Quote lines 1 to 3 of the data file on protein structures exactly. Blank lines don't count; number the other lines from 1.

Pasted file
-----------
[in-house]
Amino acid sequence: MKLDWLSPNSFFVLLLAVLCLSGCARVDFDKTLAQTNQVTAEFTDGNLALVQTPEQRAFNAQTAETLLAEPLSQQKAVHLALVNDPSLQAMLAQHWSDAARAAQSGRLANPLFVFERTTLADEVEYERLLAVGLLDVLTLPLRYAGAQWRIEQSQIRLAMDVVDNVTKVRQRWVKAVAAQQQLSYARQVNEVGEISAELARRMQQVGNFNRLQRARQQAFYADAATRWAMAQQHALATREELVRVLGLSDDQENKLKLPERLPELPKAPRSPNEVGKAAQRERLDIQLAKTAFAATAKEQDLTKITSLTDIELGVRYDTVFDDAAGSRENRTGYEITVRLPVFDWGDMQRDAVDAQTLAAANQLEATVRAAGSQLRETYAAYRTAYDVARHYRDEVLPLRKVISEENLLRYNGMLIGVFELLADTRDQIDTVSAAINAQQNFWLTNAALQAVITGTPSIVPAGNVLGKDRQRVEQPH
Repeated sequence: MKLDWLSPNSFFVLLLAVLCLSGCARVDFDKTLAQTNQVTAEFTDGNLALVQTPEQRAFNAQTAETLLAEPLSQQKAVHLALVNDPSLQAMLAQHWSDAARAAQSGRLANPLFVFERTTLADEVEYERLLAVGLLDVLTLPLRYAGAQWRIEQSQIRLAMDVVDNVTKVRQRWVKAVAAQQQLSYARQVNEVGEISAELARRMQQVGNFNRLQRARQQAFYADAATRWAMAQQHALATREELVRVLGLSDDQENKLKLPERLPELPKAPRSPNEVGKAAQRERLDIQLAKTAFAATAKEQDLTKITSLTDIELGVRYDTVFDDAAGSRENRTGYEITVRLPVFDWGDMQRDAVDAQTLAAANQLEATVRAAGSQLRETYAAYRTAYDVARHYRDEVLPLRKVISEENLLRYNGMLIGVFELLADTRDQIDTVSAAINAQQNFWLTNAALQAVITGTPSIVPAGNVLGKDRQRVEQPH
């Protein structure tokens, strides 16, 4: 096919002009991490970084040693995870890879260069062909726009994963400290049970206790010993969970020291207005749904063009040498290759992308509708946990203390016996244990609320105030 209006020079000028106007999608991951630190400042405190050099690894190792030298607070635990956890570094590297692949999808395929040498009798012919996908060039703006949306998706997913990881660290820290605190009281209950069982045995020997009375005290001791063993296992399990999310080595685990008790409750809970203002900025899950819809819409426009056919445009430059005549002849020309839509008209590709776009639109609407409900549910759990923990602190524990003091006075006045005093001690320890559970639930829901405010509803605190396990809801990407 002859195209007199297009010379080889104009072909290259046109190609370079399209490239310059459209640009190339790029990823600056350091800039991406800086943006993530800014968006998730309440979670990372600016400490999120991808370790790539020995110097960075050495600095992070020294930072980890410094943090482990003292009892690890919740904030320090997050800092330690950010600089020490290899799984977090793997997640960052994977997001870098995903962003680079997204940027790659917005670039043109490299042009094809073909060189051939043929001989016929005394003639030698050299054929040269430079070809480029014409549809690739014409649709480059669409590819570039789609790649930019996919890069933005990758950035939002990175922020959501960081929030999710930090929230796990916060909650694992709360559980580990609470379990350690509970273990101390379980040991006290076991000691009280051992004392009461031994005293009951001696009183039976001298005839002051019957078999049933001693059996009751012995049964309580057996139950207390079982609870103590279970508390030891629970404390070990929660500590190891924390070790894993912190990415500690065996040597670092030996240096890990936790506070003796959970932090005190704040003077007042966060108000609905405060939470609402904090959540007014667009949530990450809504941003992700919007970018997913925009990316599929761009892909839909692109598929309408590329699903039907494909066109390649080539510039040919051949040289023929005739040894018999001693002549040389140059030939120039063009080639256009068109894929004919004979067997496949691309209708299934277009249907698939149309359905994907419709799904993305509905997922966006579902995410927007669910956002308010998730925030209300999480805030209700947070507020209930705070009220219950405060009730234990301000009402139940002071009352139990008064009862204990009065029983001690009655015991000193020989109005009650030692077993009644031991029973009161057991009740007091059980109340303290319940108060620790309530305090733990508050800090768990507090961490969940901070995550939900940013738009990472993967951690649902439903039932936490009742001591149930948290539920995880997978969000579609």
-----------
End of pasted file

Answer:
[in-house]
Amino acid sequence: MKLDWLSPNSFFVLLLAVLCLSGCARVDFDKTLAQTNQVTAEFTDGNLALVQTPEQRAFNAQTAETLLAEPLSQQKAVHLALVNDPSLQAMLAQHWSDAARAAQSGRLANPLFVFERTTLADEVEYERLLAVGLLDVLTLPLRYAGAQWRIEQSQIRLAMDVVDNVTKVRQRWVKAVAAQQQLSYARQVNEVGEISAELARRMQQVGNFNRLQRARQQAFYADAATRWAMAQQHALATREELVRVLGLSDDQENKLKLPERLPELPKAPRSPNEVGKAAQRERLDIQLAKTAFAATAKEQDLTKITSLTDIELGVRYDTVFDDAAGSRENRTGYEITVRLPVFDWGDMQRDAVDAQTLAAANQLEATVRAAGSQLRETYAAYRTAYDVARHYRDEVLPLRKVISEENLLRYNGMLIGVFELLADTRDQIDTVSAAINAQQNFWLTNAALQAVITGTPSIVPAGNVLGKDRQRVEQPH
Repeated sequence: MKLDWLSPNSFFVLLLAVLCLSGCARVDFDKTLAQTNQVTAEFTDGNLALVQTPEQRAFNAQTAETLLAEPLSQQKAVHLALVNDPSLQAMLAQHWSDAARAAQSGRLANPLFVFERTTLADEVEYERLLAVGLLDVLTLPLRYAGAQWRIEQSQIRLAMDVVDNVTKVRQRWVKAVAAQQQLSYARQVNEVGEISAELARRMQQVGNFNRLQRARQQAFYADAATRWAMAQQHALATREELVRVLGLSDDQENKLKLPERLPELPKAPRSPNEVGKAAQRERLDIQLAKTAFAATAKEQDLTKITSLTDIELGVRYDTVFDDAAGSRENRTGYEITVRLPVFDWGDMQRDAVDAQTLAAANQLEATVRAAGSQLRETYAAYRTAYDVARHYRDEVLPLRKVISEENLLRYNGMLIGVFELLADTRDQIDTVSAAINAQQNFWLTNAALQAVITGTPSIVPAGNVLGKDRQRVEQPH